Identifying Patients

  • A diagnosis of autoimmune hepatitis is confirmed through blood tests and a liver biopsy.
  • Because many people with PBC and PSC have no symptoms, the diseases are often discovered through abnormal results on routine liver blood tests.
  • NASH is usually first suspected when a person is found to have elevations in liver tests. The only means of distinguishing NASH from simple fatty liver is by performing a liver biopsy.
  • Cirrhosis is diagnosed by a physical examination, medical history, and blood tests. A liver biopsy may be needed to assess the extent of liver damage.
  • Diagnosing acute pancreatitis can be difficult because of the deep location of the pancreas. Often, one or more tests—such as an abdominal ultrasound, CT scan, or endoscopic ultrasound—will need to be performed.
  • With chronic pancreatitis, blood, urine, and stool tests can help medical professionals diagnose and monitor the progression of this condition.


  • Symptoms of autoimmune hepatitis are often minor. When symptoms do occur, they can range from fatigue and abdominal discomfort to jaundice (a yellowing of the skin and whites of the eyes) and spider angiomas (swollen blood vessels). Other symptoms may include dark urine, pale stools, and absence of menstruation.
  • The most common initial symptoms of PBC are fatigue and pruritus (itching of the skin). Other symptoms may include abdominal pain, darkening of the skin, and small yellow or white bumps under the skin or around the eyes.
  • Many patients with PSC may have the disease for years before symptoms, such as fatigue, unexplained weight loss or general weakness develop. Symptoms may be stable, may come and go, or progress gradually.
  • NASH is usually a silent disease with few or no symptoms. Once the disease is more advanced, symptoms such as fatigue, weight loss, and weakness may develop.
  • Symptoms of cirrhosis include: loss of appetite, fatigue, nausea, weight loss, abdominal pain, spider-like blood vessels, and severe itching.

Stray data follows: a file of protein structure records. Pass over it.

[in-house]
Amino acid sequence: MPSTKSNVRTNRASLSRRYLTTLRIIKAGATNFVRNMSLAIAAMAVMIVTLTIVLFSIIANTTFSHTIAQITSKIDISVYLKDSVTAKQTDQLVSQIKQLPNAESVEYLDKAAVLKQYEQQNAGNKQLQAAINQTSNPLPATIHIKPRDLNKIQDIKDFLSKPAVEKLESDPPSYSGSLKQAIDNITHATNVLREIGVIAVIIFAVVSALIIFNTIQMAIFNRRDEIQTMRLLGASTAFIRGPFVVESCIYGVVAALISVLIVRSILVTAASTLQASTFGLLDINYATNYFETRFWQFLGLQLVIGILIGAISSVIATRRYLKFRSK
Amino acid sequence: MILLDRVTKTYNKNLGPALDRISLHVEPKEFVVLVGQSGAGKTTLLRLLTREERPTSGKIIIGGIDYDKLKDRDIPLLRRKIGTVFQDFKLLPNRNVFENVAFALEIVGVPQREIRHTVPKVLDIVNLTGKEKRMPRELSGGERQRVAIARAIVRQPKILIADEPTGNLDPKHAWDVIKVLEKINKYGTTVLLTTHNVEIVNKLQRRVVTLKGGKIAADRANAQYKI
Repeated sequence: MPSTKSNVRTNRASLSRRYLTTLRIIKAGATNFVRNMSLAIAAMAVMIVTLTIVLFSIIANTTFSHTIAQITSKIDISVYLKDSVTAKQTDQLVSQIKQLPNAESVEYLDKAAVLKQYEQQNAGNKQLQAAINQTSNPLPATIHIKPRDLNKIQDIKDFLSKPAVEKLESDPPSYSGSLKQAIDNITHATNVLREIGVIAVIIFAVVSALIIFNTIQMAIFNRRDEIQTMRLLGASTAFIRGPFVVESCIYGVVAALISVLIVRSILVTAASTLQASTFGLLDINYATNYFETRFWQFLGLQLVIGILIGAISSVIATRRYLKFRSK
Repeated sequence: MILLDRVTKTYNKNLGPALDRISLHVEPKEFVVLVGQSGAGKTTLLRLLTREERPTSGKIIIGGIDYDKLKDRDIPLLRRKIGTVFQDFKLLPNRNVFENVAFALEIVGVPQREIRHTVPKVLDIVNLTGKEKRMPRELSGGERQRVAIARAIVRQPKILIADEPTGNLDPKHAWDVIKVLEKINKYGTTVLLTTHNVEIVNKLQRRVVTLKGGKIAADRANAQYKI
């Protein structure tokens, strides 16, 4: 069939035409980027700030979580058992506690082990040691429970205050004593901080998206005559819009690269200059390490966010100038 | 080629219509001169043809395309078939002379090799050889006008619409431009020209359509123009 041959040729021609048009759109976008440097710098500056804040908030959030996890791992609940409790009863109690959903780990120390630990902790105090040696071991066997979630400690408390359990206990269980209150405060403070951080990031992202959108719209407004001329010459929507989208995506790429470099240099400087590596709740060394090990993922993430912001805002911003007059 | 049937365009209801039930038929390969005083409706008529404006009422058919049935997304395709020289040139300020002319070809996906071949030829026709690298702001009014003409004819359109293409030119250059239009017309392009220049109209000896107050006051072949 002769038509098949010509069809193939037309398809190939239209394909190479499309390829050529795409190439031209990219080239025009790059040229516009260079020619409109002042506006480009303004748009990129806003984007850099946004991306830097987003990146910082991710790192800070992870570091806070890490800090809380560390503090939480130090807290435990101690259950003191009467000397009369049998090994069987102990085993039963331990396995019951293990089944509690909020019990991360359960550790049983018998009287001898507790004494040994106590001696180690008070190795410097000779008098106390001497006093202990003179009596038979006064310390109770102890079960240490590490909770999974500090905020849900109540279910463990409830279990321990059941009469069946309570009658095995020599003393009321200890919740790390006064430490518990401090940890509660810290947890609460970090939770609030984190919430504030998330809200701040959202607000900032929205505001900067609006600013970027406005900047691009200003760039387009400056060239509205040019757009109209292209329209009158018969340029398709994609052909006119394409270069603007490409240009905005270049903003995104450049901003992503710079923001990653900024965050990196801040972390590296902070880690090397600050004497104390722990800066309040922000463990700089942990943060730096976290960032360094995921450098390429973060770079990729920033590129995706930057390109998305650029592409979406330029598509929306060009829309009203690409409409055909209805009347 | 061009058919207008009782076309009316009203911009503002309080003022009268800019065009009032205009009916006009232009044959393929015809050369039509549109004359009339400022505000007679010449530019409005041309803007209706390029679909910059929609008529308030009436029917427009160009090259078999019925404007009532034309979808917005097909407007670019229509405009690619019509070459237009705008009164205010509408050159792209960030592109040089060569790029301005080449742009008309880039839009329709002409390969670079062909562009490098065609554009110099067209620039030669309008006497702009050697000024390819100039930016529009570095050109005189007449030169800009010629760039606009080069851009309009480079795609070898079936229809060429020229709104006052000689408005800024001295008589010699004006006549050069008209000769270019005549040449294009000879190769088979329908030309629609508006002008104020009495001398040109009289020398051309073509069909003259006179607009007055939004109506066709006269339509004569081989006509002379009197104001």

• Severe pain in the upper abdomen is a common symptom of acute pancreatitis. Other symptoms may include nausea, vomiting, fever, and a rapid pulse. While upper abdominal pain is common among patients with chronic pancreatitis, some people with this condition experience no pain at all.

Potential Complications of Liver Disease

Complications of autoimmune hepatitis include:

  • Ascites—fluid in the abdomen.
  • Mental confusion.

Complications of PBC include:

  • Jaundice—yellowing of the skin.
  • Edema—swelling of the legs and feet.
  • Ascites.
  • Internal bleeding in the upper stomach and esophagus caused by enlarged veins.
  • Osteoporosis—thinning of the bones.

Complications of PSC include:

  • Liver failure (many people with PSC will ultimately need a liver transplant).
  • Bile duct cancer.

Complications of NASH include:

  • Scarring of the liver, leading to cirrhosis.
  • Advanced cirrhosis with liver failure requires liver transplantation.

Complications of cirrhosis include:

  • Jaundice.
  • Gallstones.
  • Bruising and bleeding easily.
  • Painful swelling of the legs and abdomen.
  • Hepatic Encephalopathy—a buildup of toxins in the brain that causes both mental and physical complications.

Complications of acute pancreatitis include:

  • Gallstones.
  • Pseudocysts—accumulations of fluid and tissue debris—in the pancreas.
  • Kidney failure.
  • Breathing problems.

Complications of chronic pancreatitis include:

  • Gallstones.
  • Pseudocysts—accumulations of fluid and tissue debris—in the pancreas.
  • Calcification of the pancreas.

Liver Diseases Resources for In-depth Information